P.S. Zeitlin adds that nourishing yourself also entails enjoying your favorite foods—including salty and sweet fare—in moderation.

6. Drink Up

“Water, tea, and black coffee are all great during fasting,” Dr. Pelz shares. So long as the drink doesn’t have calories, it won’t break your fasting window. Of course, staying hydrated is crucial whether or not you’re fasting. Zeitlin suggests aiming to sip on half of your weight in ounces of water throughout the day.

7. Enjoy a High-Fat Snack

There’s one fact about healthy fasting that doesn’t seem to get enough airtime, but absolutely should. Drum roll, please: It’s totally fine to have a snack while fasting. (Yes, really.) “A study from 2021 found that people who had a snack after 12 hours of fasting, then continued fasting afterward, enjoyed all the same benefits as people who fasted without a snack,” Dr. Pelz shares.

There’s just one caveat: The snack has to be rich in fat. (Carbs and protein, on the other hand, will kick you out of a fasted state.) To extend your fast and optimize health benefits, Dr. Pelz suggests opting for one of the following high-fat snacks:

  • Half an avocado with salt
  • A few tablespoons of nut butter
  • Coffee with butter and MCT oil

8. Align Your Fast with Your Menstrual Cycle

“Contrary to popular belief, fasting is great for women,” Dr. Pelz emphasizes. “I work with hundreds of women who see amazing benefits from intermittent fasting.” However, there’s one IF tip that all women who menstruate should heed: timing your fasts with your monthly cycle to support hormonal balance.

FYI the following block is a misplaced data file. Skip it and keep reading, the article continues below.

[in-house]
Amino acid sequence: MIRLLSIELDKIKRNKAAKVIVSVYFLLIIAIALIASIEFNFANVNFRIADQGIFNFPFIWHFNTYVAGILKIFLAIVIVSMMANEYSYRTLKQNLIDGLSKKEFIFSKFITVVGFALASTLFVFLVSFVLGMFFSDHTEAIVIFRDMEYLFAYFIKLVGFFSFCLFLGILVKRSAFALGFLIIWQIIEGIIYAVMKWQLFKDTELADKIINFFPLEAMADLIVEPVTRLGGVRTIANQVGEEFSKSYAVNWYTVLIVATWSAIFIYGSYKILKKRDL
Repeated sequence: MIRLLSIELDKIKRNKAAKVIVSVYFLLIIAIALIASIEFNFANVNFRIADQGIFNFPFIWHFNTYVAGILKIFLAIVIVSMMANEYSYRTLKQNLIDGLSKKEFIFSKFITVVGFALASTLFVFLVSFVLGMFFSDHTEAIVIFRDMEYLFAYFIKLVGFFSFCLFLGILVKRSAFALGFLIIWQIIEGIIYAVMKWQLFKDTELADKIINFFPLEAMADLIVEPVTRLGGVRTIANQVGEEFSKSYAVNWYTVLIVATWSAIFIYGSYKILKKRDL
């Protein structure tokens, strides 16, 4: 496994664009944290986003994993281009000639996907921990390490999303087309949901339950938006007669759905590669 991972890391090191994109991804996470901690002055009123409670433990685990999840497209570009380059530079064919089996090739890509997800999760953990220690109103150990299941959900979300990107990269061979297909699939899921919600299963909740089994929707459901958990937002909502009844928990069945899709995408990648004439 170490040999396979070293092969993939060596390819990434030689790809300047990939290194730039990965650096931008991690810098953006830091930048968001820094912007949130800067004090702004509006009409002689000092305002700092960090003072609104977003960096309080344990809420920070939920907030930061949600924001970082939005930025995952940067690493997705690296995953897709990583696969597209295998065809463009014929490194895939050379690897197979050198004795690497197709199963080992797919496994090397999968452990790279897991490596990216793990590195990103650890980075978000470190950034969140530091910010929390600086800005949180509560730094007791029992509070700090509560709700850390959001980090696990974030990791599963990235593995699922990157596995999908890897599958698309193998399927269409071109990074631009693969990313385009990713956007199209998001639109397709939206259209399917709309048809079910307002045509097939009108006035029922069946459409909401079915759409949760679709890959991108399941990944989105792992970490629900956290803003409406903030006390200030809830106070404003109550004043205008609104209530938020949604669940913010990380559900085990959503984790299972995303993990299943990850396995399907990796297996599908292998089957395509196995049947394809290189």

“You may want to avoid fasting in your luteal phase, which is seven to 10 days before your period,” she advises. “Take it easy on your body and don’t do anything too stressful during this time. It’s hard enough without trying to fast.”

9. Enlist the Help of a Dietitian

Enacting major dietary changes can be challenging, to say the least. If you’re overwhelmed, confused, or prefer personalized guidance, working with a dietitian can set you up for lasting success. Zeitlin says that RDs can help you customize your plan to align with your goals, as well as offer tips so you can seamlessly integrate fasting into your lifestyle. (This could include how to navigate social or family dining, work and travel scenarios, and the like.) Professional, hyper-customized guidance can ensure that fasting “will work for you for the long term and have you feeling great,” she concludes.